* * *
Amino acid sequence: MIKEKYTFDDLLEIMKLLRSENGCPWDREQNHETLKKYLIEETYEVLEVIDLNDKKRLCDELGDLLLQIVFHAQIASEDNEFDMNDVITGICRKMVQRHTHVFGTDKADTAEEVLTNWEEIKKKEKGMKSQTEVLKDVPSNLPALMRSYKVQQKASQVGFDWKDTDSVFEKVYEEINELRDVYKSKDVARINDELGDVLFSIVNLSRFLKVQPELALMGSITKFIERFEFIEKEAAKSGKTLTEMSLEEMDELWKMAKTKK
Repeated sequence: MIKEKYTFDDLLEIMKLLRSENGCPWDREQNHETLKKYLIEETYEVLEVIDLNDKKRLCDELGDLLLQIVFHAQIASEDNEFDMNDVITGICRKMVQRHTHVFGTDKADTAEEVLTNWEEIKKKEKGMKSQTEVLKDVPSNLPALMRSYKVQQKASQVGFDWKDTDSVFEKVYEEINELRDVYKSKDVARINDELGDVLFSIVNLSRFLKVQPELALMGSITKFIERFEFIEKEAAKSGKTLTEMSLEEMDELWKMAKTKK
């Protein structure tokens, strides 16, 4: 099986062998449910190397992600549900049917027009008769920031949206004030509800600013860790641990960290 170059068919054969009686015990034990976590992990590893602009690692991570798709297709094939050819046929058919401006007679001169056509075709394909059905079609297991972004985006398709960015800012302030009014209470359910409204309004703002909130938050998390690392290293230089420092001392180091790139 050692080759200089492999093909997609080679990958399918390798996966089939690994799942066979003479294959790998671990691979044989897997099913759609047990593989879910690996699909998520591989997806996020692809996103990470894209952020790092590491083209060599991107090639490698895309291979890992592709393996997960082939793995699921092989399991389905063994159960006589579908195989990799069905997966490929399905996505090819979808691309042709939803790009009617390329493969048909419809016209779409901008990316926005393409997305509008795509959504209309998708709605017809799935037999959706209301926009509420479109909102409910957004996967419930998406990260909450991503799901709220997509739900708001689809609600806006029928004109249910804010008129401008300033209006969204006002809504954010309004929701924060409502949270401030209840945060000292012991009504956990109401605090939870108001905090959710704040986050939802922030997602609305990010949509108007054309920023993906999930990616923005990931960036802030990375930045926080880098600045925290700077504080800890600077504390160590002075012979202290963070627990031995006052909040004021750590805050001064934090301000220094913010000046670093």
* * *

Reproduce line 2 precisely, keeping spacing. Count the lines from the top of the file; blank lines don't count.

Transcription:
Repeated sequence: MIKEKYTFDDLLEIMKLLRSENGCPWDREQNHETLKKYLIEETYEVLEVIDLNDKKRLCDELGDLLLQIVFHAQIASEDNEFDMNDVITGICRKMVQRHTHVFGTDKADTAEEVLTNWEEIKKKEKGMKSQTEVLKDVPSNLPALMRSYKVQQKASQVGFDWKDTDSVFEKVYEEINELRDVYKSKDVARINDELGDVLFSIVNLSRFLKVQPELALMGSITKFIERFEFIEKEAAKSGKTLTEMSLEEMDELWKMAKTKK